Numbers 3 commences with a recount of Aaron the brother of Moses and high priest’s four sons. The two oldest Nadab and Abihu were struck down by the LORD for making unauthorised sacrifices (Leviticus 10:1-7). Their priestly roles were inherited by their younger brothers Eleazar and Ithamar and the priestly succession passed down to their sons after them.
The sons of Aaron, the anointed priests, whom he consecrated to minister as priests were only one small family among the Levites; to be a priest and a Levite were not the same thing at all. Only those who were descendants of Aaron could be priests.
What is readily apparent in our reading is that God desired order and organization in the way the Israelites were to worship him. The families of the Levites had certain callings they were to fulfill. There was no one man or family to do everything; God made them dependent on one another to accomplish the work.
Number 3:6-10 details the role of the tribe of Levi – serving the needs of Aaron and the priests, the needs of the congregation at large, and the needs of the tabernacle itself.
The Levites are a special possession to God. The firstborn belonged to God; a firstborn lamb from a ewe would be given to the LORD. God didn’t want human sacrifice, so He took the tribe of Levi as Israel’s firstborn (v.11-13).
In the census of the tribe of Levi (v.14-20), they were to be categorized by the families, with the main grouping according to Levi’s three sons: Gershon, Kohath, and Merari.
The families of the Gershonites (numbering 7,500 males) were to camp behind the tabernacle westward (in between Judah and the tabernacle itself). The Gershonites were to take care of the skins that covered the tabernacle itself (v.21-26).
The Kohathites (8,600 males) were to camp southward to the tabernacle (in between Reuben and the tabernacle itself). Their duty included taking care of the furniture of the tabernacle: The ark of the covenant, the table of showbread, and so forth, under the direction of Eleazar the priest, son of Aaron (v.27-32).
The family of Merari (6,200 males) were to camp northward to the tabernacle (in between Dan and the tabernacle itself). Their appointed duty was to take care of the structural aspects of the tabernacle: The pillars, the boards, etc (v.33-37).
The family of Aaron, and Moses, were to camp on the east side of the tabernacle – closest to the entrance, which was on the east, keeping charge of the sanctuary (v.38-39).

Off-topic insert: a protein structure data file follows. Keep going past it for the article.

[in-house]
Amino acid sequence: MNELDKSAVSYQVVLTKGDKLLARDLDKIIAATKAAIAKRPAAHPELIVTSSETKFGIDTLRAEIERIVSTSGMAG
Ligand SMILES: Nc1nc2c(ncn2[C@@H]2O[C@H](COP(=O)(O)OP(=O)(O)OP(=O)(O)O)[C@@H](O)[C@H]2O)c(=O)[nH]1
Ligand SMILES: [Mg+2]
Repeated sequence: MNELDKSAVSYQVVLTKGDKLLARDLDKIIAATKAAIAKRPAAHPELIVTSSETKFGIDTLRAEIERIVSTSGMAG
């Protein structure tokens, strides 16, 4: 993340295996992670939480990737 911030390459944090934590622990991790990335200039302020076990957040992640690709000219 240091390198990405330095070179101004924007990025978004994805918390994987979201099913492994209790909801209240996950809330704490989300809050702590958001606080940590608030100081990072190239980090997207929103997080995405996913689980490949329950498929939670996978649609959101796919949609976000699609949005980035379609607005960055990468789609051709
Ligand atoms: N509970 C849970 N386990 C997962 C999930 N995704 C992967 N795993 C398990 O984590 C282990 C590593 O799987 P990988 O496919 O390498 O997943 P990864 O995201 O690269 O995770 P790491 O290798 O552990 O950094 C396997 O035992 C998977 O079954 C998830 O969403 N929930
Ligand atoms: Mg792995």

In total they numbered 22,000 Levites (v.39). Those quick at maths will see that this does not tally with the totals of the individual clans given in verses 22, 28, 34 which come to 22,300. Scholars explain this discrepancy as a textual corruption in verse 28. The number of Kohathites may originally have been 8,300. 3 (Hebrew sls) could quite easily have been corrupted into 6 (ss).
The exchange of the firstborn (Numbers 3:40-51)
The firstborn – which was always thought to be the best and the favoured – always belongs to God; so instead of giving the firstborn of Israel to God in sacrifice, the tribe of Levi was “given” to God as in place of each of the firstborn sons of Israel. However, there were 22,273 firstborn sons in Israel; and there were only 22,000 Levite males (Leviticus 3:39). The extra 273 were given a monetary value (five shekels for each one individually), and the money was given to the tabernacle as redemption money.
Numbers 4 further details the duties each of the Priestly families in relation to who was fit to serve and what responsibilities each had in relation to the special task of packing and transporting the tabernacle on its journey to the Promised land.
In our New Testament passage from Luke 1:39-56 we have the account of Mary’s visit to her relative Elizabeth (mother of John the Baptist) to share the good news of her special pregnacy. In the encounter we are told:
when Elizabeth heard the greeting of Mary, the baby leaped in her womb. And Elizabeth was filled with the Holy Spirit
Elizabeth gives Mary a prophetic blessing to the mother and her unborn child. Mary responds with a Song of Praise know as the Magnificat – a song of praise for what God has done.
There will be no further need for priests or the tabernacle for he is Emmanuel – God with us (Matthew 1:23), the first born child (Colossians 1:15-20) who will grow up to become our great high priest (Hebrews 4:14-16).